The  Decay Theory of Forgetting

     One important question concerns forgetting.  Cognitive psychology has addressed this question.  One theory of forgetting is decay theory.  Decay theory suggest that we forget something because the memory of it fades with time.  This theory would suggest that if we do not attempt to recall an event, the greater the time since the event the more likely we would be to forget the event.  Thus, this theory suggests that memories are not permanent. 
    There are other theories of forgetting.  Memory for an event may reflect interference. The interference theory of forgetting suggest that we would forget something because other information learned is interfering with our ability to recall it.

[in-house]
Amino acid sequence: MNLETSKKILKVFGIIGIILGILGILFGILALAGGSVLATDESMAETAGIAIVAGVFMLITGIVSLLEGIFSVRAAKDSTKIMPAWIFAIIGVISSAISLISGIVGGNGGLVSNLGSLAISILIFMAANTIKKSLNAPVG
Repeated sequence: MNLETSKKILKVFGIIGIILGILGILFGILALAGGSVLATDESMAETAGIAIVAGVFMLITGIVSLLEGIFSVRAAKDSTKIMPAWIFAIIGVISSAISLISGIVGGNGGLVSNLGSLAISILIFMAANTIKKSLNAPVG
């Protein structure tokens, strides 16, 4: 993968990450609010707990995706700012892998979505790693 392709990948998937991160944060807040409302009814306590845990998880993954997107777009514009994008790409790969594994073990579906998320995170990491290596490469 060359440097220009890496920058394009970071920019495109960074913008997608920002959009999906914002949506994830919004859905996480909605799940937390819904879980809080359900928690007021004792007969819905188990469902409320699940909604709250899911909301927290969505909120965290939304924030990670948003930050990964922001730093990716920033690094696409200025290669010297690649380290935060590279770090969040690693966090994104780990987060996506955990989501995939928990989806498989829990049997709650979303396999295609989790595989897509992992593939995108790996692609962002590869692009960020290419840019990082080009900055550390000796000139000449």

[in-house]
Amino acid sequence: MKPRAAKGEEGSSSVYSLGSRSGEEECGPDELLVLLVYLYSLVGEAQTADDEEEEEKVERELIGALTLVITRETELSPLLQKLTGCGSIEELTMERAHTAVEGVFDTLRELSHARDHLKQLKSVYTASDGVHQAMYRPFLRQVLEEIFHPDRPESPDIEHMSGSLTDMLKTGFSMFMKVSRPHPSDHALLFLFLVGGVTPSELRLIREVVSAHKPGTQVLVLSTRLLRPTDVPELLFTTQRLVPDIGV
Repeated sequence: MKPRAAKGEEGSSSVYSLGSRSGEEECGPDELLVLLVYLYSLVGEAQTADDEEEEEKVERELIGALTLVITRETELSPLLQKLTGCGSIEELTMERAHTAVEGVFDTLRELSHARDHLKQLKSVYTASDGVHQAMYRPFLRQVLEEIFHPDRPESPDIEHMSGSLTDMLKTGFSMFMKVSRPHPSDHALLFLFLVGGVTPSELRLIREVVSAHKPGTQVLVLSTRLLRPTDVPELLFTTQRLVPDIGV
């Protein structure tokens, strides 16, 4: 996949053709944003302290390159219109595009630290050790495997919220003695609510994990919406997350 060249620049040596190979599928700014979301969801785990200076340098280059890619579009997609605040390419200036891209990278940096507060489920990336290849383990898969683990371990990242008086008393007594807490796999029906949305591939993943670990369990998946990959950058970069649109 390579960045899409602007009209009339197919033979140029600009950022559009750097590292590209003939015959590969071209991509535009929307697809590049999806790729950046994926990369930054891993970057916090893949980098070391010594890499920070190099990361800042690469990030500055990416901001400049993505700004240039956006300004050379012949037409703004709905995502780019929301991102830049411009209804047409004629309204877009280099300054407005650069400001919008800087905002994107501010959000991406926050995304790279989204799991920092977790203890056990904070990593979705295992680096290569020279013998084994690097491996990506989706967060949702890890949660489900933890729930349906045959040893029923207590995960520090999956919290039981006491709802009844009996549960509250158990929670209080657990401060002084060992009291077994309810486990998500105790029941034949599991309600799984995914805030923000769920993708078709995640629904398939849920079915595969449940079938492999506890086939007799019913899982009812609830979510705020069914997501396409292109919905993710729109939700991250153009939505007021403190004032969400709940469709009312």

One problem with the decay theory of forgetting is that we do not know whether the failure to recall something reflects that it is no longer in our memory, or that it reflects retrieval failure.  Perhaps it is still there but we cannot retrieve the memory for some reason.